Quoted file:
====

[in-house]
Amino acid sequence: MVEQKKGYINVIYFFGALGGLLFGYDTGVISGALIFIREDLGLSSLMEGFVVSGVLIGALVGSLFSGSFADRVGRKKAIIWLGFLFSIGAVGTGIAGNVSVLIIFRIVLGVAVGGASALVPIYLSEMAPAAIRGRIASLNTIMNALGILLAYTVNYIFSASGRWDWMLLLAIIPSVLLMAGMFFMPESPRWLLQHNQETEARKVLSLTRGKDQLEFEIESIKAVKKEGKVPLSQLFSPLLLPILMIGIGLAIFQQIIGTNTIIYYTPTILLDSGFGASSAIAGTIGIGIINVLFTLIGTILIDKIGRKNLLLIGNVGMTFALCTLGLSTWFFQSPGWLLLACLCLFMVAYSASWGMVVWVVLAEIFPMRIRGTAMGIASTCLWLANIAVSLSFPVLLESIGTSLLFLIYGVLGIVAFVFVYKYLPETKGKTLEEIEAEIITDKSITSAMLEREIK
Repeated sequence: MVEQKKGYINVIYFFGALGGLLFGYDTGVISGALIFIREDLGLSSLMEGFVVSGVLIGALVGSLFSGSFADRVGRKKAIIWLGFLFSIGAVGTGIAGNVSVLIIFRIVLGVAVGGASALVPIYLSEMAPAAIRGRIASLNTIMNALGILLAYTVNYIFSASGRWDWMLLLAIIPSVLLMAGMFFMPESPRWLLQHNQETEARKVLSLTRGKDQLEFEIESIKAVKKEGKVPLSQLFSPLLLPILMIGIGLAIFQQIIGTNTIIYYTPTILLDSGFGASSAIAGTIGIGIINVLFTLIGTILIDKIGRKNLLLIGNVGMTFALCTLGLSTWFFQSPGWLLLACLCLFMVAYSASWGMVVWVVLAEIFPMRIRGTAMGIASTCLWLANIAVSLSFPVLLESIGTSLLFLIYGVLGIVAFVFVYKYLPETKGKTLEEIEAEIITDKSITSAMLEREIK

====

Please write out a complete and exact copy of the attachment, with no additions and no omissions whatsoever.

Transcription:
[in-house]
Amino acid sequence: MVEQKKGYINVIYFFGALGGLLFGYDTGVISGALIFIREDLGLSSLMEGFVVSGVLIGALVGSLFSGSFADRVGRKKAIIWLGFLFSIGAVGTGIAGNVSVLIIFRIVLGVAVGGASALVPIYLSEMAPAAIRGRIASLNTIMNALGILLAYTVNYIFSASGRWDWMLLLAIIPSVLLMAGMFFMPESPRWLLQHNQETEARKVLSLTRGKDQLEFEIESIKAVKKEGKVPLSQLFSPLLLPILMIGIGLAIFQQIIGTNTIIYYTPTILLDSGFGASSAIAGTIGIGIINVLFTLIGTILIDKIGRKNLLLIGNVGMTFALCTLGLSTWFFQSPGWLLLACLCLFMVAYSASWGMVVWVVLAEIFPMRIRGTAMGIASTCLWLANIAVSLSFPVLLESIGTSLLFLIYGVLGIVAFVFVYKYLPETKGKTLEEIEAEIITDKSITSAMLEREIK
Repeated sequence: MVEQKKGYINVIYFFGALGGLLFGYDTGVISGALIFIREDLGLSSLMEGFVVSGVLIGALVGSLFSGSFADRVGRKKAIIWLGFLFSIGAVGTGIAGNVSVLIIFRIVLGVAVGGASALVPIYLSEMAPAAIRGRIASLNTIMNALGILLAYTVNYIFSASGRWDWMLLLAIIPSVLLMAGMFFMPESPRWLLQHNQETEARKVLSLTRGKDQLEFEIESIKAVKKEGKVPLSQLFSPLLLPILMIGIGLAIFQQIIGTNTIIYYTPTILLDSGFGASSAIAGTIGIGIINVLFTLIGTILIDKIGRKNLLLIGNVGMTFALCTLGLSTWFFQSPGWLLLACLCLFMVAYSASWGMVVWVVLAEIFPMRIRGTAMGIASTCLWLANIAVSLSFPVLLESIGTSLLFLIYGVLGIVAFVFVYKYLPETKGKTLEEIEAEIITDKSITSAMLEREIK